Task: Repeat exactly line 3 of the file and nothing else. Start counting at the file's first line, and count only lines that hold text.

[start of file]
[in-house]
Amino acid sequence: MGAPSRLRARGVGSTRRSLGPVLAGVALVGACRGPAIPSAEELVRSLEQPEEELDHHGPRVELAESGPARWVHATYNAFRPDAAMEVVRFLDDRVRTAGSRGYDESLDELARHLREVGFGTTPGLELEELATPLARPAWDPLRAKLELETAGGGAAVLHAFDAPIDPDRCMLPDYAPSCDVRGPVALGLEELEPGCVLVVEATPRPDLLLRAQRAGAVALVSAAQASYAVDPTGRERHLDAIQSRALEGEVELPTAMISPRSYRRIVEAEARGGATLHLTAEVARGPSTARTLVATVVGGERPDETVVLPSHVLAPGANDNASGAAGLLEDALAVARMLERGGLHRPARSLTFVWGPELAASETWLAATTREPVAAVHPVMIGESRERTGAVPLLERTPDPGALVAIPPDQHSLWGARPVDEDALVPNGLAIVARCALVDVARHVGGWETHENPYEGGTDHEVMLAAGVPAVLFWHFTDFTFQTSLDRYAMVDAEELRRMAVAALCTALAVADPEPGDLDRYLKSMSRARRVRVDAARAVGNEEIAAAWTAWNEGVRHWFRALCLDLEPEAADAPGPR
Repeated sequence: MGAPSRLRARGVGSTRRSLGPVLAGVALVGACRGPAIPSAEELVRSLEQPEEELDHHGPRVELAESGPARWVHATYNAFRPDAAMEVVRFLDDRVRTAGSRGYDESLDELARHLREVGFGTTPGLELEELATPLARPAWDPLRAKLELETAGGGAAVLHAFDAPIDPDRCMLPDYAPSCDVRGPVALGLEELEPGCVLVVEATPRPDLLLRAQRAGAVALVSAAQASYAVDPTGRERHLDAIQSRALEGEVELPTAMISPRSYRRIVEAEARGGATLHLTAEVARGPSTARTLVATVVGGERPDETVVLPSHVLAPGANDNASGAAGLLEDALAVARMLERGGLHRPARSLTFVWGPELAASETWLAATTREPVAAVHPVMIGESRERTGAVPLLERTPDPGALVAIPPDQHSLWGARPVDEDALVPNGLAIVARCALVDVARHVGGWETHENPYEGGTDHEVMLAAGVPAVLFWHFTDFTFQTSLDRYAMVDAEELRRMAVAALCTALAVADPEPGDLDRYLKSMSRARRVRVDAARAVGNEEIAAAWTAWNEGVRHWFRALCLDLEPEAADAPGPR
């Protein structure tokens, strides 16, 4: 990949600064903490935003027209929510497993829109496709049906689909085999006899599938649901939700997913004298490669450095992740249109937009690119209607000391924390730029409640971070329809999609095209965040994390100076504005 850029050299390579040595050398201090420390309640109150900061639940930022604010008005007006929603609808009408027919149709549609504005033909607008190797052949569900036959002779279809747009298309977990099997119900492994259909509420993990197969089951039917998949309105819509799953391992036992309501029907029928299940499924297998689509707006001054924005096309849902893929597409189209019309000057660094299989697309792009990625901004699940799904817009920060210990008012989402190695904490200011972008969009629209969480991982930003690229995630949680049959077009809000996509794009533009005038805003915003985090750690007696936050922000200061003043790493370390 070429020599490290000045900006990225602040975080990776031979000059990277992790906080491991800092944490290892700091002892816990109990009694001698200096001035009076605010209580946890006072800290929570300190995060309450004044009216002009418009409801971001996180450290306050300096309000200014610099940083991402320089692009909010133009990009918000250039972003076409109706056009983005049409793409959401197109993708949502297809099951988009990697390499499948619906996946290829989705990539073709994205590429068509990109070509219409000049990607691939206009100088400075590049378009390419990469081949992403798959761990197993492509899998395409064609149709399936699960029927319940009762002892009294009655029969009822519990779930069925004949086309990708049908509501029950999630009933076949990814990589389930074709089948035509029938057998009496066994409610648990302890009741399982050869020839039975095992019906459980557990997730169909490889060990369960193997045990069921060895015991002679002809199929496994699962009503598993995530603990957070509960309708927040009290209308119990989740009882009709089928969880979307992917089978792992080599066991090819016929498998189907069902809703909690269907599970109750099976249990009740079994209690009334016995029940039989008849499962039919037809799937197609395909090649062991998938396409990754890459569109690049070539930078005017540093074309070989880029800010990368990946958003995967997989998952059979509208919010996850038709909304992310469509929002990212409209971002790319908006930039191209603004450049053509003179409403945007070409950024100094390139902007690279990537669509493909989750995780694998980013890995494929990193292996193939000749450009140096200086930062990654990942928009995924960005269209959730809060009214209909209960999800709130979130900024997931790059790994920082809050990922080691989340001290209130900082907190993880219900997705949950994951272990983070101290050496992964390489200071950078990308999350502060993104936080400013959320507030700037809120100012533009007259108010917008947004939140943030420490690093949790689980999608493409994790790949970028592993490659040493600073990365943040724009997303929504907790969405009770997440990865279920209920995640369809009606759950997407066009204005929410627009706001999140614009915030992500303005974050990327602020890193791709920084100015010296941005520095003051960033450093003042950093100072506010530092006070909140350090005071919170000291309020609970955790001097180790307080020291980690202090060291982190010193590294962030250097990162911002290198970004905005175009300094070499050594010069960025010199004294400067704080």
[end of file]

Repeated sequence: MGAPSRLRARGVGSTRRSLGPVLAGVALVGACRGPAIPSAEELVRSLEQPEEELDHHGPRVELAESGPARWVHATYNAFRPDAAMEVVRFLDDRVRTAGSRGYDESLDELARHLREVGFGTTPGLELEELATPLARPAWDPLRAKLELETAGGGAAVLHAFDAPIDPDRCMLPDYAPSCDVRGPVALGLEELEPGCVLVVEATPRPDLLLRAQRAGAVALVSAAQASYAVDPTGRERHLDAIQSRALEGEVELPTAMISPRSYRRIVEAEARGGATLHLTAEVARGPSTARTLVATVVGGERPDETVVLPSHVLAPGANDNASGAAGLLEDALAVARMLERGGLHRPARSLTFVWGPELAASETWLAATTREPVAAVHPVMIGESRERTGAVPLLERTPDPGALVAIPPDQHSLWGARPVDEDALVPNGLAIVARCALVDVARHVGGWETHENPYEGGTDHEVMLAAGVPAVLFWHFTDFTFQTSLDRYAMVDAEELRRMAVAALCTALAVADPEPGDLDRYLKSMSRARRVRVDAARAVGNEEIAAAWTAWNEGVRHWFRALCLDLEPEAADAPGPR